Andrzej Panufnik – composer and conductor, born in 1914 in Warsaw, died in 1991 in Twickenham. He studied various musical subjects, including composition under Kazimierz Sikorski and Witold Maliszewski at the Warsaw Consevatory, and later in Vienna (conducting under Weingartner) and in Paris.
During the years of occupation he played in a piano duo with Witold Lutosławski, appearing in Warsaw cafes, mainly At the Actresses' and Art and Fashion. For the needs of these appearances they prepared over 200 arrangements of classical works. Witold Lutosławski told Zofia Owińska: "We had in the repertoire a lot of classical music, from the organ toccatas of Bach [...] to Ravel's Bolero, which was our cheval de bataille. [...] We played entire cycles of waltzes by Mozart, Schubert, and Brahms. [...] We also freely paraphrased, as with portions of Bizet's Carmen, and even with some humor [...] with Monti's Czardas... All this went up in flames. I was able to bring with me only one single piece which we played with Panufnik - the paraphrase of Paganini's Caprice no. 24. It was created when the harpist of the Warsaw Philharmonic, Markiewicz, who was a waiter at Aria cafe, persuaded us to do so".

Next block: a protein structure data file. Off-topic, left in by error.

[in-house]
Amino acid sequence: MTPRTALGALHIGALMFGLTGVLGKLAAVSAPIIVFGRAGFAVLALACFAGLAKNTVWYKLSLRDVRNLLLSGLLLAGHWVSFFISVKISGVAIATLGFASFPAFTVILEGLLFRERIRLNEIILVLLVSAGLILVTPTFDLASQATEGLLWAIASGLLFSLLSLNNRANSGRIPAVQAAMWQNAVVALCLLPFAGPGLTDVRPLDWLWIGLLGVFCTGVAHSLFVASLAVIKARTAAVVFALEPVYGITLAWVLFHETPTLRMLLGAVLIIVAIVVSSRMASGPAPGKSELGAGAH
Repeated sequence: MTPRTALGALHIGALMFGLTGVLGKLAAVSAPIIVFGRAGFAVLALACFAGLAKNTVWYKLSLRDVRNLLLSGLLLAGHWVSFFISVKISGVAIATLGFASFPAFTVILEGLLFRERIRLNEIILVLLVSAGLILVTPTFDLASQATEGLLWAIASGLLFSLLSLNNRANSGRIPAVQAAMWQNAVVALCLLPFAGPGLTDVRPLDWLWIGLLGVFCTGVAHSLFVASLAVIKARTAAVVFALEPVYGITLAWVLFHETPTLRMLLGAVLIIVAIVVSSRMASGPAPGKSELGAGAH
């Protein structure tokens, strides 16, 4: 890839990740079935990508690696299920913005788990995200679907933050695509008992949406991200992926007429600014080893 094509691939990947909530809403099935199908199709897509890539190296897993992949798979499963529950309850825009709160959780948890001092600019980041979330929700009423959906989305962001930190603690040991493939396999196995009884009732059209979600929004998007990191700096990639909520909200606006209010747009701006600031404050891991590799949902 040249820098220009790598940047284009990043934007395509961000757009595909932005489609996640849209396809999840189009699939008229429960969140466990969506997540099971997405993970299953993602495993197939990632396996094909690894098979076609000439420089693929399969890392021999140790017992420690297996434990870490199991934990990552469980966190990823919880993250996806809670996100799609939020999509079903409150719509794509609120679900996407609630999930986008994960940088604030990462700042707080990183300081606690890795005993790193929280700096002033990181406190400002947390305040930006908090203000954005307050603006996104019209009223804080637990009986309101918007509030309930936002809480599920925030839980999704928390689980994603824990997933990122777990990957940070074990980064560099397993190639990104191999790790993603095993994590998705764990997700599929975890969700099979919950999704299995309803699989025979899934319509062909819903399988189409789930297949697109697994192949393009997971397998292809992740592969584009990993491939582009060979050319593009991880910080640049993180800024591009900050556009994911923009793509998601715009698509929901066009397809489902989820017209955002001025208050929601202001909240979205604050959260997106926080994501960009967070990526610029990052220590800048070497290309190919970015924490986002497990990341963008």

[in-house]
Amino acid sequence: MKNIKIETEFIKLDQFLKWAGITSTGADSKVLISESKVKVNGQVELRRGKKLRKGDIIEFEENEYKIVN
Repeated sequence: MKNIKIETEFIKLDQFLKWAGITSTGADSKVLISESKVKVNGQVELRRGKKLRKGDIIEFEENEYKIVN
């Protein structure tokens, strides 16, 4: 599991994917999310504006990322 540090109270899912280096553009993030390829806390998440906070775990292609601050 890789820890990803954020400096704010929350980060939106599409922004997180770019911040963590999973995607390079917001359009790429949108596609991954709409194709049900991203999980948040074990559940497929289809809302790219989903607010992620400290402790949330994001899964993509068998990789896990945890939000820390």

In his autobiography Panufnik reminisced: "Sometimes we'd play jazz just for fun... At times, to avoid boredom, we improvised our own jazz pieces... [...] we would draw a diagram indicating the tempo and the harmonic outline in a given number of measures [...], however we never revealed to the public our secret that we were improvising instead of performing composed and carefully prepared pieces".
There existed between the two composers a quiet rivalry, and after the war their relation cooled significantly. Panufnik developed a compositional and conducting career, but in 1954 he emigrated to England, by the same token condemning himself to artistic absence in Poland. His music gradually returned to Polish concert halls beginning with the 70s. Panufnik's triumph was his visit to Poland in 1990, when 11 of his compositions were performed at the Warsaw Autumn.
According to Tadeusz Kaczyński, Witold Lutosławski referred to Panufnik as a great composer. "He particularly admired his Violin Concerto, which he valued higher than the Sinfonia sacra." (kt / trans. mk)